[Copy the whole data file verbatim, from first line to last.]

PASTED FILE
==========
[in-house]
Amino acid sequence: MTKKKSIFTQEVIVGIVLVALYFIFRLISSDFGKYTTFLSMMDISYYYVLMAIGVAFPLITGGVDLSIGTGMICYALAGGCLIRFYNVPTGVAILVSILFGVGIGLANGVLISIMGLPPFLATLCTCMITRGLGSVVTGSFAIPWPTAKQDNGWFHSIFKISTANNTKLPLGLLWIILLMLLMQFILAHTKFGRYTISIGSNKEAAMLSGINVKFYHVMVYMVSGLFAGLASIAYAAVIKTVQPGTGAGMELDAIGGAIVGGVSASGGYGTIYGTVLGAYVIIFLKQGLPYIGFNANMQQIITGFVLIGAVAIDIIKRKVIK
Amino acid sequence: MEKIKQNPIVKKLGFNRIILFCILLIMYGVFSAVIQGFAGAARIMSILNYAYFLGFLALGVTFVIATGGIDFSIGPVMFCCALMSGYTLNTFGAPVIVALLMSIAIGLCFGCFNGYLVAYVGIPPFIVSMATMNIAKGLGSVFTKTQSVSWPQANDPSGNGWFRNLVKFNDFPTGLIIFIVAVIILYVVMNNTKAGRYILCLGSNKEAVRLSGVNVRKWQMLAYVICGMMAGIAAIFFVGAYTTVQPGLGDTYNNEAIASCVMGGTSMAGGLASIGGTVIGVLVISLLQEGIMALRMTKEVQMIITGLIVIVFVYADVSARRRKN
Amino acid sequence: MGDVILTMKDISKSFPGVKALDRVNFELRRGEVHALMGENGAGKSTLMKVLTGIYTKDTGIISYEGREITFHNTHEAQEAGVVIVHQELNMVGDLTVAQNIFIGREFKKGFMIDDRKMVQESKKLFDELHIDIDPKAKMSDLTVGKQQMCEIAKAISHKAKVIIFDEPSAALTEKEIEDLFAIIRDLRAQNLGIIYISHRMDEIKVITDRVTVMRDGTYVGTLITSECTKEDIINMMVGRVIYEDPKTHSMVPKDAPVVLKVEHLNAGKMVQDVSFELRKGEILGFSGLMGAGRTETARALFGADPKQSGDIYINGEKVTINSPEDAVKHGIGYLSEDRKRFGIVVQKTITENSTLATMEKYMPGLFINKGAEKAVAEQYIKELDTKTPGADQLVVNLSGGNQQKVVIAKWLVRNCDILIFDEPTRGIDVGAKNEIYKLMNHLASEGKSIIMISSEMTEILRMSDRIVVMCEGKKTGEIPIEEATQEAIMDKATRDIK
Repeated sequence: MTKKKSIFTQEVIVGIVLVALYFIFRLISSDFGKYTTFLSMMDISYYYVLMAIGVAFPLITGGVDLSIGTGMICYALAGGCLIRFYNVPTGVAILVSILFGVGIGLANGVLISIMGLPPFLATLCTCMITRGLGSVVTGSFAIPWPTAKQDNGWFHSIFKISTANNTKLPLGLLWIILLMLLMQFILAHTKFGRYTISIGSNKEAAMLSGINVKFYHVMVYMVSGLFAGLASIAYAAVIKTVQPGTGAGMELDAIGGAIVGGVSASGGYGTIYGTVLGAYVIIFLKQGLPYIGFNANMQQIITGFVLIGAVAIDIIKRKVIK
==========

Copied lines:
[in-house]
Amino acid sequence: MTKKKSIFTQEVIVGIVLVALYFIFRLISSDFGKYTTFLSMMDISYYYVLMAIGVAFPLITGGVDLSIGTGMICYALAGGCLIRFYNVPTGVAILVSILFGVGIGLANGVLISIMGLPPFLATLCTCMITRGLGSVVTGSFAIPWPTAKQDNGWFHSIFKISTANNTKLPLGLLWIILLMLLMQFILAHTKFGRYTISIGSNKEAAMLSGINVKFYHVMVYMVSGLFAGLASIAYAAVIKTVQPGTGAGMELDAIGGAIVGGVSASGGYGTIYGTVLGAYVIIFLKQGLPYIGFNANMQQIITGFVLIGAVAIDIIKRKVIK
Amino acid sequence: MEKIKQNPIVKKLGFNRIILFCILLIMYGVFSAVIQGFAGAARIMSILNYAYFLGFLALGVTFVIATGGIDFSIGPVMFCCALMSGYTLNTFGAPVIVALLMSIAIGLCFGCFNGYLVAYVGIPPFIVSMATMNIAKGLGSVFTKTQSVSWPQANDPSGNGWFRNLVKFNDFPTGLIIFIVAVIILYVVMNNTKAGRYILCLGSNKEAVRLSGVNVRKWQMLAYVICGMMAGIAAIFFVGAYTTVQPGLGDTYNNEAIASCVMGGTSMAGGLASIGGTVIGVLVISLLQEGIMALRMTKEVQMIITGLIVIVFVYADVSARRRKN
Amino acid sequence: MGDVILTMKDISKSFPGVKALDRVNFELRRGEVHALMGENGAGKSTLMKVLTGIYTKDTGIISYEGREITFHNTHEAQEAGVVIVHQELNMVGDLTVAQNIFIGREFKKGFMIDDRKMVQESKKLFDELHIDIDPKAKMSDLTVGKQQMCEIAKAISHKAKVIIFDEPSAALTEKEIEDLFAIIRDLRAQNLGIIYISHRMDEIKVITDRVTVMRDGTYVGTLITSECTKEDIINMMVGRVIYEDPKTHSMVPKDAPVVLKVEHLNAGKMVQDVSFELRKGEILGFSGLMGAGRTETARALFGADPKQSGDIYINGEKVTINSPEDAVKHGIGYLSEDRKRFGIVVQKTITENSTLATMEKYMPGLFINKGAEKAVAEQYIKELDTKTPGADQLVVNLSGGNQQKVVIAKWLVRNCDILIFDEPTRGIDVGAKNEIYKLMNHLASEGKSIIMISSEMTEILRMSDRIVVMCEGKKTGEIPIEEATQEAIMDKATRDIK
Repeated sequence: MTKKKSIFTQEVIVGIVLVALYFIFRLISSDFGKYTTFLSMMDISYYYVLMAIGVAFPLITGGVDLSIGTGMICYALAGGCLIRFYNVPTGVAILVSILFGVGIGLANGVLISIMGLPPFLATLCTCMITRGLGSVVTGSFAIPWPTAKQDNGWFHSIFKISTANNTKLPLGLLWIILLMLLMQFILAHTKFGRYTISIGSNKEAAMLSGINVKFYHVMVYMVSGLFAGLASIAYAAVIKTVQPGTGAGMELDAIGGAIVGGVSASGGYGTIYGTVLGAYVIIFLKQGLPYIGFNANMQQIITGFVLIGAVAIDIIKRKVIK